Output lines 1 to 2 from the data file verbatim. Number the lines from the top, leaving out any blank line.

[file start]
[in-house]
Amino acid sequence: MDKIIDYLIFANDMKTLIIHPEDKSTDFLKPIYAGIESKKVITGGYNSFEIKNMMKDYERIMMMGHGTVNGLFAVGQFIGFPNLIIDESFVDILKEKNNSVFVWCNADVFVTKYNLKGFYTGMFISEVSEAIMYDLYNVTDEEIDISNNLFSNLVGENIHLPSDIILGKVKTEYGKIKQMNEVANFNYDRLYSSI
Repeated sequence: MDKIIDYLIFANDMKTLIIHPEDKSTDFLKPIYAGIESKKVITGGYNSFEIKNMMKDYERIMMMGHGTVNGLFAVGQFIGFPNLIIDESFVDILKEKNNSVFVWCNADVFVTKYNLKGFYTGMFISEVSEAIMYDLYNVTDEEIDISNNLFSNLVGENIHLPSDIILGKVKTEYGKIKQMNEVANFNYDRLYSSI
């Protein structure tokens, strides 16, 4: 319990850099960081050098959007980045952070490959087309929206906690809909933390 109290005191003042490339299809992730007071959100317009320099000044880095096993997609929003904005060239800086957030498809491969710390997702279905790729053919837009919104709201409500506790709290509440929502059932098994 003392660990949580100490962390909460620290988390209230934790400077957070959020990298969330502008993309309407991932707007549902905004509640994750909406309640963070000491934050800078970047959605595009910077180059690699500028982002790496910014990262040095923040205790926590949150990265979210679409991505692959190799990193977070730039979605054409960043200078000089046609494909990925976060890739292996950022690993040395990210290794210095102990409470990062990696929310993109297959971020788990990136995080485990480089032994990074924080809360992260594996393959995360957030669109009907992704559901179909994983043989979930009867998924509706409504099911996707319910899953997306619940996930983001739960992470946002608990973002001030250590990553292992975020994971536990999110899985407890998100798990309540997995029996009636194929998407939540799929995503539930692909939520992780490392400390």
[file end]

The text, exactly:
[in-house]
Amino acid sequence: MDKIIDYLIFANDMKTLIIHPEDKSTDFLKPIYAGIESKKVITGGYNSFEIKNMMKDYERIMMMGHGTVNGLFAVGQFIGFPNLIIDESFVDILKEKNNSVFVWCNADVFVTKYNLKGFYTGMFISEVSEAIMYDLYNVTDEEIDISNNLFSNLVGENIHLPSDIILGKVKTEYGKIKQMNEVANFNYDRLYSSI